50 (11) (1998), p. 80.
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In order to help alleviate a tight labor market and boost plant performance, machine-tool manufacturing companies are using many forms of motivation bonus plans for hourly workers. Based on the number of recent expansions and new plants being developed, it seems the companies are doing well.
To increase net profits, companies in the past have leaned toward job elimination, with the theory being that fewer employees would cut payroll costs and force the remaining workers to work harder. However, in a 1996 study on downsizing by the American Management Association, results showed that in 1,441 firms surveyed, only onethird of the companies achieved both immediate and longterm cost reductions and profit increases by eliminating jobs. The rest (66%) showed no gain; some even showed a loss. Fewer than 40% boosted worker productivity by job elimination. The remaining 60% either showed no productivity gain or a productivity loss. An alternative approach to job elimination is the use of incentive plans.
An October 1997 survey of 427 companies found that almost every company was using some kind of positive-incentive bonus plan to motivate employees to raise output to meet customer orders. Of the 427 companies surveyed, 103 were machine-tool producers that used a variety of incentive plans to boost productivity and quality (Table I).
|Table I. The Use of Incentive Plans by 103 Surveyed Machine-Tool Producers|
Despite these drawbacks, companies still use profit-sharing plans, primarily for two reasons. First, they tend to stabilize the employment situation for older employees. An employee who has worked for the company for ten or more years and has built up a respectable sum in the profit-sharing retirement fund is not apt to seek employment elsewhere. Second, executives like profit sharing. Since they have some control over activities that generate profits, the plan does motivate them. However, the plan has no effect on motivating the efforts of plant employees, who do not work harder or smarter as a result of such a plan.
The use of 401(k) plans is reported mainly by smaller producers of machine-tool bearings, grinders, cutting tools, CNC parts, gages, and servo-motor components. The plan operates like a profit-sharing plan, with company contributions and voluntary employee contributions put into a retirement fund. Like the profit-sharing plan, the 401(k) plan builds good will through company contributions, but does not act as a motivator for daily production effort. Higher paid, skilled employees can afford to contribute to a fund, but only a small fraction of the semiskilled or unskilled workers can afford to do so.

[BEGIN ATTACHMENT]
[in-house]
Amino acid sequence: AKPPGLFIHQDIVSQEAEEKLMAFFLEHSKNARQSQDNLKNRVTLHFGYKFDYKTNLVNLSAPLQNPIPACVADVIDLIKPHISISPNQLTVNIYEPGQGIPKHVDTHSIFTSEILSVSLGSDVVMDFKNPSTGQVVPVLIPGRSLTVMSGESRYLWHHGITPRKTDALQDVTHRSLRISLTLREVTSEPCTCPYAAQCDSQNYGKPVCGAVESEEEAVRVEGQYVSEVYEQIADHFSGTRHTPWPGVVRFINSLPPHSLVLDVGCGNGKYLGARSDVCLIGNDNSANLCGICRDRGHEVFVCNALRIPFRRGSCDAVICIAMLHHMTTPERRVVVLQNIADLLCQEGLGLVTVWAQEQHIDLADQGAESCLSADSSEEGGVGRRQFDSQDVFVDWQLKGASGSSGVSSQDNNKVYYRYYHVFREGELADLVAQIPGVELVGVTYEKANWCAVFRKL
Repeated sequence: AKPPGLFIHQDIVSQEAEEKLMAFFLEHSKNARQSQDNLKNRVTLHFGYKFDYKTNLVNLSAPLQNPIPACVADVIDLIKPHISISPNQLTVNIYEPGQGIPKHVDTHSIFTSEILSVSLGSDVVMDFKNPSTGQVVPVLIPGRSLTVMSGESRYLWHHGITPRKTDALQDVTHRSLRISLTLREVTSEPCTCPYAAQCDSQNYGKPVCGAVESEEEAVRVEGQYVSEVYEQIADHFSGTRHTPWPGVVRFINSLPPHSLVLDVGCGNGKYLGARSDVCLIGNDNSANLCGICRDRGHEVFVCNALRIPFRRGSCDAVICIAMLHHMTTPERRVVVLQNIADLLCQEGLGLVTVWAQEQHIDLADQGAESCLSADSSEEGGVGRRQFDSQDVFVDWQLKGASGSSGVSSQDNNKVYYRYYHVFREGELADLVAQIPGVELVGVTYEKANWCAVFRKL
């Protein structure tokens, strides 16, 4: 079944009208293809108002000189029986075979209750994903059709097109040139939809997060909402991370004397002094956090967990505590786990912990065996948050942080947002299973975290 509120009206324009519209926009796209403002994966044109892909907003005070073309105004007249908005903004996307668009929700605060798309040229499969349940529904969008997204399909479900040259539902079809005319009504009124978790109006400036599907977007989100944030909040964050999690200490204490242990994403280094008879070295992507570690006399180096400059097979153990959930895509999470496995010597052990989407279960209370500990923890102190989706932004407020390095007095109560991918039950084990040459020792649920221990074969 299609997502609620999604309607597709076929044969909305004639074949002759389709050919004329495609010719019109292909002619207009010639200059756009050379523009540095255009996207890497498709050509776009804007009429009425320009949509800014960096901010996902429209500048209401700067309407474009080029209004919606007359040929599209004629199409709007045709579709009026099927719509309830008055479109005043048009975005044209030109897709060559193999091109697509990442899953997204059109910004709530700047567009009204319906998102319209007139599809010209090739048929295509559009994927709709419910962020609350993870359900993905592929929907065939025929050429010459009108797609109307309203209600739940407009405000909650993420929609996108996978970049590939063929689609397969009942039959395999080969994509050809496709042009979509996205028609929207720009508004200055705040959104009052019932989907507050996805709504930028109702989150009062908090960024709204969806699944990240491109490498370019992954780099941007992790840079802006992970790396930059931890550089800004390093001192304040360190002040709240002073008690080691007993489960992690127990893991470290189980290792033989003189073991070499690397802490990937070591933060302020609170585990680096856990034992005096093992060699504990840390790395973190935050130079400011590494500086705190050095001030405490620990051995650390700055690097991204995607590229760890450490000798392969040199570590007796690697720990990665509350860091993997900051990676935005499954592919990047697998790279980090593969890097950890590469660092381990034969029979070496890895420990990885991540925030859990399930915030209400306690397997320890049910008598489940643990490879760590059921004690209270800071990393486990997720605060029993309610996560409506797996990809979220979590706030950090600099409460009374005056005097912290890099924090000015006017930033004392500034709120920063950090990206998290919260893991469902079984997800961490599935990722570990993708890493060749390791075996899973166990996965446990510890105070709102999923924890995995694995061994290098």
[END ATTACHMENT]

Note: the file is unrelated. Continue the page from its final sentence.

Why are 401(k) plans used? Again, they also tend to create stability among older employees who have built up a respectable retirement fund as a result of the plan. Second, 401(k) plans are popular with executives, most of whom can afford to contribute to the plan and gain company-matching funds. Still, the 401(k) plan is not a motivator for plant employees.
The piece work bonus system is reported to provide excellent incentives for productivity improvement, and in labor-intensive companies, such bonuses are popular with plant employees. Employees are encouraged to earn individual bonuses for daily output above the standard. Such bonuses are paid weekly, so there is no wait until year-end. This plan is used in different labor-intensive departments (not plants) by smaller producers of bearings, clutches, gears, screw-machine components, pinions, calipers, micrometers, and cutting-tool components. However, companies report that quality defects often increase because of the emphasis on quantity. The popularity of the piece-work system has been greatly reduced by mechanization.
Gainsharing, which is a payforper-formance bonus plan, has gained wide popularity, and is now used by 22 percent of producers, as compared with only eight percent 20 years ago. Some use gainsharing bonuses not only for motivating employees to improve productivity and quality, but also for eliminating losttime accidents, improving ontime shipments, etc. The plans are reported to be popular among ma-jor manufacturers of machine tools (e.g., Cincinnati Milacron, Dover Corporation, Eaton, IngersollRand, Klein Tools, and TRW). Typically, such a plan pays short-term group bonuses for production exceeding a base level. It produces a 1017 percent annual increase in productivity and a similar decrease in the cost of waste, spoilage, rejects, and rework.
Gainsharing is a selffunded system; bonuses are paid out of gains. Whenever the work force earns monthly bonuses, the company also benefits in the exact same degree. For example, one company reports that it required about 10,000 worker hours a month to produce about 100,000 machine-tool components. If the workforce understands that by working harder or smarter they can turn out the next 100,000 machine tool components with only 9,000 worker hours (instead of 10,000), that would represent a savings of 1,000 worker hours that month. If the average pay in the plant is about $10 an hour, a gain of 1,000 worker hours is worth $10,000-shared as $5,000 to the employees and $5,000 savings to the company.
For more information and articles on how gainsharing can be applied to your company, contact W. Imberman, Imberman and Deforest, 1740 Ridge Avenue, Evanston, Illinois 60201; telephone (847) 733-0071; fax (847) 733-0074; e-mail IOMB@aol.com and DEF@aol.com.
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